Wednesday, 2 March 2016

Tenerife - Day 2

Sunday 28 February

Day 2 of our Tenerife birding venture and today it was a case of exploring the small bays and promontories below and immediately east of our apartment.  A lovely calm, warm and sunny start with increasing cloudy patches and a light breeze in the afternoon but always warm.  As we loaded the car the pair of resident Muscovy Ducks with their respective chicks (two and three) were in the small pool along with the local Grey Wagtail whilst a pair of Blackcaps worked their way through the nearby trees.

Immediately below us, before leaving the Golf del Sur the rocky base and its small pools below produced the first Whimbrel of the day as it busied itself feeding on small crabs.

Just round the corner we stopped to find the Canary Chiffchaff we could hear calling and soon found an adult feeding a youngster, presumably about three weeks old but certainly born in February.

Adult (ABOVE) Canary Chiffchaff with its full-grown youngster below
Our first “real” stop was in the car park with its path leading to the beach below the high peak of the Montana Roja nature reserve.  However, we headed across the road and inland where we found a most handsome male Northern Wheatear and, eventually, the calling male Spanish Sparrow, put up by one of the many passing Collared Doves.

Northern Wheatear
As we continued eastwards towards Poris de Abona we had regular sightings of the many Common Kestrels to be found on the island, indeed we were to see scores of these little raptors during the day at just about every altitude and habitat, plus the occasional Blackbird and even a Hoopoe which took off to our right.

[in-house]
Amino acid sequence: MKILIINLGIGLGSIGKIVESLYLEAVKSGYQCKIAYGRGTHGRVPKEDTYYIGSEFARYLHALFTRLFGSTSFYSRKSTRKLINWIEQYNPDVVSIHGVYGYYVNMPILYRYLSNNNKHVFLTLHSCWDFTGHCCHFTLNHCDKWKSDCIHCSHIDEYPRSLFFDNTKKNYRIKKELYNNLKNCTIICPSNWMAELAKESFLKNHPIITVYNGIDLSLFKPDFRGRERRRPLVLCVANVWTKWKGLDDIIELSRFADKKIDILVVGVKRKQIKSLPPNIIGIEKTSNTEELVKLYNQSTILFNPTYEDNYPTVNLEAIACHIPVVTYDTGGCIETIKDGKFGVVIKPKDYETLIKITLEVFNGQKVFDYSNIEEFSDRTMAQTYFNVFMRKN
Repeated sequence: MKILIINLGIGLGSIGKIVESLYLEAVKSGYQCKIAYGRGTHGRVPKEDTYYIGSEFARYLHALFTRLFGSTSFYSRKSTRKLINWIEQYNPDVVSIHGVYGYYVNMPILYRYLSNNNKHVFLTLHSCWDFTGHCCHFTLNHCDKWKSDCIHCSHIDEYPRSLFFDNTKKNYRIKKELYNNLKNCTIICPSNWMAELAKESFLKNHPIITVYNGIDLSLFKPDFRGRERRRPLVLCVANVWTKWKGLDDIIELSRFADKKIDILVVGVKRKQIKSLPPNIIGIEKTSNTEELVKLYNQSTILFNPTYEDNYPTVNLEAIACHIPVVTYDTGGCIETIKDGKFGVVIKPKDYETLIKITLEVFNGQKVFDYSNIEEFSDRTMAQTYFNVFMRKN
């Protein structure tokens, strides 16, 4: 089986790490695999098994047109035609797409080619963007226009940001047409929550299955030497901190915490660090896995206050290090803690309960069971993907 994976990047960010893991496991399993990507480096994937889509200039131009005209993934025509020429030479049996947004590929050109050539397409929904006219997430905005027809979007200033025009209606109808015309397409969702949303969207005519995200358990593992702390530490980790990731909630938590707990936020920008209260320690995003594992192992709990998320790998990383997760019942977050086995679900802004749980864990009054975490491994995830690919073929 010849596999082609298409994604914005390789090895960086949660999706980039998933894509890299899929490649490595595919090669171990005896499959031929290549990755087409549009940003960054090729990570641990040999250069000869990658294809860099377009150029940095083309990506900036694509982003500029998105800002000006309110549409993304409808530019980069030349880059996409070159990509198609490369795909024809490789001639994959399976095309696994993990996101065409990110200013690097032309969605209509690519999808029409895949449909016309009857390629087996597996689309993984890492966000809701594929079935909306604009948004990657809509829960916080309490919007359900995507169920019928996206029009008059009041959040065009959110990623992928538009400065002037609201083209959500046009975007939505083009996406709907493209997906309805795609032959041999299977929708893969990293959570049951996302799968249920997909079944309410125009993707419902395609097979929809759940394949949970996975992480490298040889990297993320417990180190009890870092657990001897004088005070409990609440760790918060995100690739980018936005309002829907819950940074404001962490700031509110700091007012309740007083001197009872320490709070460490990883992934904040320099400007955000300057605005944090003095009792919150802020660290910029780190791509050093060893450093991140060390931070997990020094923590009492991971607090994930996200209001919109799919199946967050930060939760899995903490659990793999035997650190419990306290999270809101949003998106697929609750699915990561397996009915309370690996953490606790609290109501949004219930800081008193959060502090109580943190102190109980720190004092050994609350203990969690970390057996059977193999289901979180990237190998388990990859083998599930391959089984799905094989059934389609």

Arriving on a track overlooking a level area of yellow grass below us first Barbara then I got the fleetest glance of a partridge as it “waddled” its way alongside a stone wall.  Lovely to know that there is only one bred of partridge on the island so we had found the local Barbary Partridge.  No further sign until we reached the top to explore another part of this promontory when, lo and behold, a pair of Barbary Partridges crossed the track immediately in front of us and quickly lost themselves in the thick scrub.  Also around were a small number of Yellow-legged Gulls and a second Whimbrel.  Similarly, we decided that the local doves here were more likely to be Rock Doves rather than their Feral Pigeon off-shoot.

The rapidly retreating Barbary Partridge
 The next short stop produced a couple of Common Kestrels giving short shrift to a Common Buzzard that had happened to enter their home territory and we were most surprised to see how high the former were prepared to rise to finally see off the intruder.

Common Kestrel
A final total of 18 species and good old fashioned birding where you had to put in a lot of effort to search for your birds.

Spanish Sparrow
Lunch break and the start of a return journey via the higher TF28 running parallel but higher to the coastal motorway duly provided a number of sightings of Canary and the wide-spread Berthelot’s Pipit and even a few Common Swifts.  Finally, Barbara and Jenny caught sight of the Canary Grey Shrike on the nearby wires having returned to the motorway and then we added a few Little Egrets on the local golf course as we neared our apartments.

Birds seen:

Muscovy Duck, Barbary Partridge, Little Egret, Buzzard, Kestrel, Whimbrel, Yellow-legged Gull, Rock Dove, Collared Dove, Common Swift, Hoopoe, Berthelot’s Pipit, Grey Wagtail, Blackbird, Blackcap, Chiffchaff, Canary Grey Shrike, Spanish Sparrow, Canary

Check out the accompanying website at for the latest sightings, photographs and additional information.

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